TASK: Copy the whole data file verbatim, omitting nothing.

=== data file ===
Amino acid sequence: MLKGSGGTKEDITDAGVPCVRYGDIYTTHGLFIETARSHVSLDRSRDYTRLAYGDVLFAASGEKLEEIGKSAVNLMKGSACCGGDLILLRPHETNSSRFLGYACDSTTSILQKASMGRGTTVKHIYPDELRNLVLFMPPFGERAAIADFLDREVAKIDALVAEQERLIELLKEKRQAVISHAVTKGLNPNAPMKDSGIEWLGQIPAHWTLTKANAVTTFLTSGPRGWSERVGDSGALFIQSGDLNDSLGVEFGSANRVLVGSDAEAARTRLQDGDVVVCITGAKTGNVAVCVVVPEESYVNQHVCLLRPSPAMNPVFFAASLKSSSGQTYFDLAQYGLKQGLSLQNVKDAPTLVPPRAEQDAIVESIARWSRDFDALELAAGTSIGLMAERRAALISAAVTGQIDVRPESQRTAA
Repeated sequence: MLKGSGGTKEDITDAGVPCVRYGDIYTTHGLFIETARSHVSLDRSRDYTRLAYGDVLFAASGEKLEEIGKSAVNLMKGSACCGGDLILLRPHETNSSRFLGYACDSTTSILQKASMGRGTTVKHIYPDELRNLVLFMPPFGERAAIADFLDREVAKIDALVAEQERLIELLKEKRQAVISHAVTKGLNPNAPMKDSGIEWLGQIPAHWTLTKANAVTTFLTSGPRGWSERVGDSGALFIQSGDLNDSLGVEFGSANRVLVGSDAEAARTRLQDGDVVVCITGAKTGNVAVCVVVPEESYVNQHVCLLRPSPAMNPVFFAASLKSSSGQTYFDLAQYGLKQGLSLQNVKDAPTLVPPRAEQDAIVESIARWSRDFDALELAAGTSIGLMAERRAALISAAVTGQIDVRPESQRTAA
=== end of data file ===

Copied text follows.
Amino acid sequence: MLKGSGGTKEDITDAGVPCVRYGDIYTTHGLFIETARSHVSLDRSRDYTRLAYGDVLFAASGEKLEEIGKSAVNLMKGSACCGGDLILLRPHETNSSRFLGYACDSTTSILQKASMGRGTTVKHIYPDELRNLVLFMPPFGERAAIADFLDREVAKIDALVAEQERLIELLKEKRQAVISHAVTKGLNPNAPMKDSGIEWLGQIPAHWTLTKANAVTTFLTSGPRGWSERVGDSGALFIQSGDLNDSLGVEFGSANRVLVGSDAEAARTRLQDGDVVVCITGAKTGNVAVCVVVPEESYVNQHVCLLRPSPAMNPVFFAASLKSSSGQTYFDLAQYGLKQGLSLQNVKDAPTLVPPRAEQDAIVESIARWSRDFDALELAAGTSIGLMAERRAALISAAVTGQIDVRPESQRTAA
Repeated sequence: MLKGSGGTKEDITDAGVPCVRYGDIYTTHGLFIETARSHVSLDRSRDYTRLAYGDVLFAASGEKLEEIGKSAVNLMKGSACCGGDLILLRPHETNSSRFLGYACDSTTSILQKASMGRGTTVKHIYPDELRNLVLFMPPFGERAAIADFLDREVAKIDALVAEQERLIELLKEKRQAVISHAVTKGLNPNAPMKDSGIEWLGQIPAHWTLTKANAVTTFLTSGPRGWSERVGDSGALFIQSGDLNDSLGVEFGSANRVLVGSDAEAARTRLQDGDVVVCITGAKTGNVAVCVVVPEESYVNQHVCLLRPSPAMNPVFFAASLKSSSGQTYFDLAQYGLKQGLSLQNVKDAPTLVPPRAEQDAIVESIARWSRDFDALELAAGTSIGLMAERRAALISAAVTGQIDVRPESQRTAA